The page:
At one point, after hours of nothing much, obviously the production crew needed to distract us (changing a backdrop maybe) so sent along a ship to sail past us AND caused the shackle of the main sail to break, within minutes of each other. While normally the passing ship would have been more than enough to break up the monotony of the morning (it was close and we could have watched and probably made radio contact) we hardly looked at it, as Janice was at that moment flying around in mid air, banging against the top of the mast. Or maybe that was the cliffhanger to an episode or even a season? Either way, we could have happily done without the main sail collapsing on us – thanks a lot screen writers. They also threw in a decent amount of weird noises and rocky waves just to make sure tensions would rise between the crew due to lack of sleep and seasickness. A few tears here and there, a few stony silences: they didn’t scrimp on the soap opera story lines. We amused ourselves working out what the camera angles would have to be to make sure there wasn’t too much nudity when we were doing our on-deck showering. Clearly they hadn’t quite prepared the set for the island we were arriving at (or perhaps were still hiring the extras to staff the shops and snack bars) so they changed the wind direction a few times to slow us down as we approached. To make sure we didn’t get suspicious and keep us happy, they gave us a nice moonlit night and some dolphin sounds alongside the cockpit, plus a turtle popping its head out for Doug’s entertainment.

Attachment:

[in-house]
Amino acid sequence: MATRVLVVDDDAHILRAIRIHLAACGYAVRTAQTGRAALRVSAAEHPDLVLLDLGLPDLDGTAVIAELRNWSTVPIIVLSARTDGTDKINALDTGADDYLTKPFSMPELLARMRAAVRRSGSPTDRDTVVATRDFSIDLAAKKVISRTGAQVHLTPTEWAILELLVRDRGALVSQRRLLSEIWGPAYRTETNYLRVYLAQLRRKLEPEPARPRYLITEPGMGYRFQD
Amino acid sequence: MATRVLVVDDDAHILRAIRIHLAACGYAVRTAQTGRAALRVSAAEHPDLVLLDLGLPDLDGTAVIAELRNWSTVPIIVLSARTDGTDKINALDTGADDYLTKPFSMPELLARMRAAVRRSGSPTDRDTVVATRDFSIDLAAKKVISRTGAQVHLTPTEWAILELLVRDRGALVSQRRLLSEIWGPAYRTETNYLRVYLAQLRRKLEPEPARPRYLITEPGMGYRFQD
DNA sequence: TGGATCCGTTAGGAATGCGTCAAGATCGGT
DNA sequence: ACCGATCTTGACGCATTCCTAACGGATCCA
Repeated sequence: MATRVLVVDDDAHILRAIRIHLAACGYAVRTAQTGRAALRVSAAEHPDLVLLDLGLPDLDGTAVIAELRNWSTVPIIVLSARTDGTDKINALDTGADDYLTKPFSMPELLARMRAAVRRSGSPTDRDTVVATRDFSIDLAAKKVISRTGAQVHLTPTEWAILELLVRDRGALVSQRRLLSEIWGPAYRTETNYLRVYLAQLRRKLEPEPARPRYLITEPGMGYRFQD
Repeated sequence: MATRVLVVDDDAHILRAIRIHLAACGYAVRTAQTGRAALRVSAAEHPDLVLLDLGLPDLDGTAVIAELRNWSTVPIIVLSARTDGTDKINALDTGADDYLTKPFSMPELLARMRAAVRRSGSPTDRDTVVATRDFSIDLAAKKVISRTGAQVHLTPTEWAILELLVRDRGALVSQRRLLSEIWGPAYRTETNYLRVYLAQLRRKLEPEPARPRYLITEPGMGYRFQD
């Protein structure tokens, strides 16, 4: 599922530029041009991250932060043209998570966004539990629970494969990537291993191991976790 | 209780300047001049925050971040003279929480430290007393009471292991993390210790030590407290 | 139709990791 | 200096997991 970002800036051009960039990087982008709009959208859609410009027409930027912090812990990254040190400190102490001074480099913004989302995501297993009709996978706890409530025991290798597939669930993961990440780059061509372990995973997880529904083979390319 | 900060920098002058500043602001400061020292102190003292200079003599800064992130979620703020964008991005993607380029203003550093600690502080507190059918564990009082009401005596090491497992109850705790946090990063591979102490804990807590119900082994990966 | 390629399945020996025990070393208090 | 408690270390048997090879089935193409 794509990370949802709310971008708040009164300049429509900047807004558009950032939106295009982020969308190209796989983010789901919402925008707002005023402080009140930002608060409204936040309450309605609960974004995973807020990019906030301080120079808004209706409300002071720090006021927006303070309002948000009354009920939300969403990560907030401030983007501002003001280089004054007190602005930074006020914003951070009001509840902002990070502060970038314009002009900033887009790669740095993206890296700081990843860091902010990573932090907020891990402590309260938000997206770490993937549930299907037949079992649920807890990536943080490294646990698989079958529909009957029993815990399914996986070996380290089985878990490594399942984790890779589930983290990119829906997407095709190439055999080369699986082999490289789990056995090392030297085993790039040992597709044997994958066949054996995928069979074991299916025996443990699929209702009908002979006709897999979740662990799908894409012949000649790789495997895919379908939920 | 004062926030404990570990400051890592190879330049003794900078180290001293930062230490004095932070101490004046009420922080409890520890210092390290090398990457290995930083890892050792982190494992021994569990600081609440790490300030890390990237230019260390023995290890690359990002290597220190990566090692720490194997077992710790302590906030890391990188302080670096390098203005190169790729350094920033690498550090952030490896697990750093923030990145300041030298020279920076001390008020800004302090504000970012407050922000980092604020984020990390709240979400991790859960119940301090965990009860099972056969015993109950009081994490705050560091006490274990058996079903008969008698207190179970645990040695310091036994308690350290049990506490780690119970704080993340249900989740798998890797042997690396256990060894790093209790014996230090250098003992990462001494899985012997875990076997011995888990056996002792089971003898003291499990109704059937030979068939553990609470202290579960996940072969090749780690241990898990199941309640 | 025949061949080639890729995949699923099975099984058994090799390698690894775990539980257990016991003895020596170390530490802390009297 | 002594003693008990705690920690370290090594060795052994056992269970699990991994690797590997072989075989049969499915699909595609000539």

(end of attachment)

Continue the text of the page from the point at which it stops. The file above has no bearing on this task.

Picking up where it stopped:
Seriously, I would go on like this for hours to myself. I think all that sea air was getting to me, as obviously it’s not that funny. But it was that funny at the time. Honestly.
It’s weird to think of Doug out there alone, without anyone to have silly debates with about who is most likely to get fired next or get a bonus or to notice that, perhaps, fingers crossed, the Cetacean Designer is back. He has a whole stock of books and podcasts to keep himself occupied, and there are always loads of little, and not so little, jobs to do, but the days (and particularly the nights) must feel long and lonely at times. His only conversation the daily radio check in when he reports on the weather and sea conditions and gives his location to Jane or Gary or one of the other friendly voices volunteering with the Pacific Seafarer’s Net. That radio moment is a highpoint of the day, listening to all the other boats checking in and realising you’re not the only crazy people to be out there on the water. A lovely little moment of shared community with people we’ll likely never meet. Shame it coincides with sunset, another time when there’s something new to watch and enjoy.
The longest hours for me now, waiting at my computer, are between Doug’s check-in (which happens daily at 5.30pm Hawaii time) and the time they post his location on the Yotreps site, which tracks Illusion’s route. It’s impossible to not keep checking to see if the line has grown yet. It’s impossible to not panic on the nights it isn’t updated before I go to bed. Not in the same league as the sleep-deprivation on the boat, but still, hourly phone/computer checking makes for a slow night. I hope, though, that time has been dragging for him. When it’s going slowly it means not much is happening and I’d prefer him to be having a boring, uneventful journey than a dramatic, difficult one. That said, he’s picked up speed now and is, by the looks of it, fast-approaching his destination: the west coast of Oahu. No doubt there’s still time for the production crew to slow things down a little while they get the marina ready for his arrival…. I’ll watch and wait, knowing that he’s doing the same in a somewhat less comfortable environment.